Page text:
Readers’ wildlife photos

January 1, 2022 • 8:30 am

This is the second part of a two-part batch of photos by Matt Young (part 1 is here). His IDs and captions are indented, and you can click on the photos to enlarge them.

I was in the Galápagos Islands during the end of December 2005, and the beginning of January 2006, bearing my trusty Canon PowerShot S30, with 3 megapixels and a 3X zoom. I took one or two pictures through an 8X monocular, but other than that I was on my own.

Mammals. The only mammals I saw, other than bipedal, were Galápagos sea lions, Zalophus wollebaeki.

A little snack:

And a nap:

Some geological features. Landscapes.

Lava tunnel. You could have easily crawled inside.

Lava flow.

Impurity.

Stubborn little plant.

Invertebrates. Sally Lightfoot crabs, Grapsus grapsus.

Painted locust, Schistocerca melanocera.

Tourist. Not exactly an invertebrate, but looking kind of spineless at the end of a hot day.

And for good measure, Machu Picchu.

8 thoughts on “Readers’ wildlife photos

  1. Thank you for starting off our first morning of a new year with these pics. I am particularly taken by the raw, unweathered geological landscape features.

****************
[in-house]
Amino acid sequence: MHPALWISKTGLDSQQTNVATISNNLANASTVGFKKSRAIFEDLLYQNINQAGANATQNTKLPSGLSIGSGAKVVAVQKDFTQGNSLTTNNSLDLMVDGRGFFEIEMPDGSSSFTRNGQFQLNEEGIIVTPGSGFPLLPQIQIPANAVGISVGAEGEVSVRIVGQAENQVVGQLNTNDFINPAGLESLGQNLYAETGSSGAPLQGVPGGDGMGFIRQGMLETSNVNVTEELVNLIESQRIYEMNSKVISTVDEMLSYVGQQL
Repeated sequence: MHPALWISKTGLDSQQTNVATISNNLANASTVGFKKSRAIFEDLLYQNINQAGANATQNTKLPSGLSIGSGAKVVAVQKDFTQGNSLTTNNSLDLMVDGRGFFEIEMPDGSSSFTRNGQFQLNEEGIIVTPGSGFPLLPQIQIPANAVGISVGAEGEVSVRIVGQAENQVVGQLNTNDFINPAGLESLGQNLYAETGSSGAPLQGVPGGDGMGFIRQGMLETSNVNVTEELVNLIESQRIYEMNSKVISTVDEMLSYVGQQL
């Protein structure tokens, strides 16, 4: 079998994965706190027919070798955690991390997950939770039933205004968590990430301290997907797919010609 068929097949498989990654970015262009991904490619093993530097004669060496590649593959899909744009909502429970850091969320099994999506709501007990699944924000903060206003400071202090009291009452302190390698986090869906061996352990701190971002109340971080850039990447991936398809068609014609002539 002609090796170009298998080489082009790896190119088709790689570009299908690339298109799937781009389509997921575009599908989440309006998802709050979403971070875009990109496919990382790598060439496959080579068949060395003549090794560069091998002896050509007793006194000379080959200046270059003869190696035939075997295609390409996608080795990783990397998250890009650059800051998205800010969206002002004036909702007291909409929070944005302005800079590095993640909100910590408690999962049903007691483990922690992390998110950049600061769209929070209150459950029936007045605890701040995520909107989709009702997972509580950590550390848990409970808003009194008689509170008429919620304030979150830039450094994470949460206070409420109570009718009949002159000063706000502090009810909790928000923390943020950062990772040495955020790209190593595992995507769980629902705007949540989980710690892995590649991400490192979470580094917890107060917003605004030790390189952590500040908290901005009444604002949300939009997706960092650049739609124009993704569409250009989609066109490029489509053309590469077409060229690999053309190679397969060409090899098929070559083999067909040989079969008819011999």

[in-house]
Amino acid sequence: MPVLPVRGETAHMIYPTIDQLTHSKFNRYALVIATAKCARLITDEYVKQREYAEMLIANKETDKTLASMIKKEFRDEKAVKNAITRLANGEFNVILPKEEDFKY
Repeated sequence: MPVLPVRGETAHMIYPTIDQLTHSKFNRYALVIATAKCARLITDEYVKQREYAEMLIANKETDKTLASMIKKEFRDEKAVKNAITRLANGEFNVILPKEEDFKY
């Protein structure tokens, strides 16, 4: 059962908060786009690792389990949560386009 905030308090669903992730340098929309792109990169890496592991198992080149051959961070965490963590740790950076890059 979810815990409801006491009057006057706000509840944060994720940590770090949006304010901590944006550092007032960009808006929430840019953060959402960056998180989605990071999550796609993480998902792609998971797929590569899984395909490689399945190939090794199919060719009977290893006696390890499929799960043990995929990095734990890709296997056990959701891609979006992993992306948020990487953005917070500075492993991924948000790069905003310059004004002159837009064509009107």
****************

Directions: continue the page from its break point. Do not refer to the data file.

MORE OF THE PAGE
1. And thanks to Jerry for posting them! Regarding “unweathered”: I was surprised how sharp were the edges on the lava flows – you would have been cut if you fell on them. I do not recall how long they were supposed to have been there, but already that little plant was beginning to colonize the area. The lava tunnel was in a more weathered area, and if I had noticed what you noticed, I would have organized the pictures slightly differently.

      1. Tnx matt. I don’t know anything about geology, but i was surprised by the lack of abrasive smoothing on an oceanic island which i would think is generally pretty windy. Yes life is incredibly insistent and persistent … always seems to find a toe-hold.

  2. This was a very enjoyable set- thanks for sharing. The bright red of the Sally-lightfoot crabs and the bright green algae/moss was especially striking, along with the “impure” lava flow.

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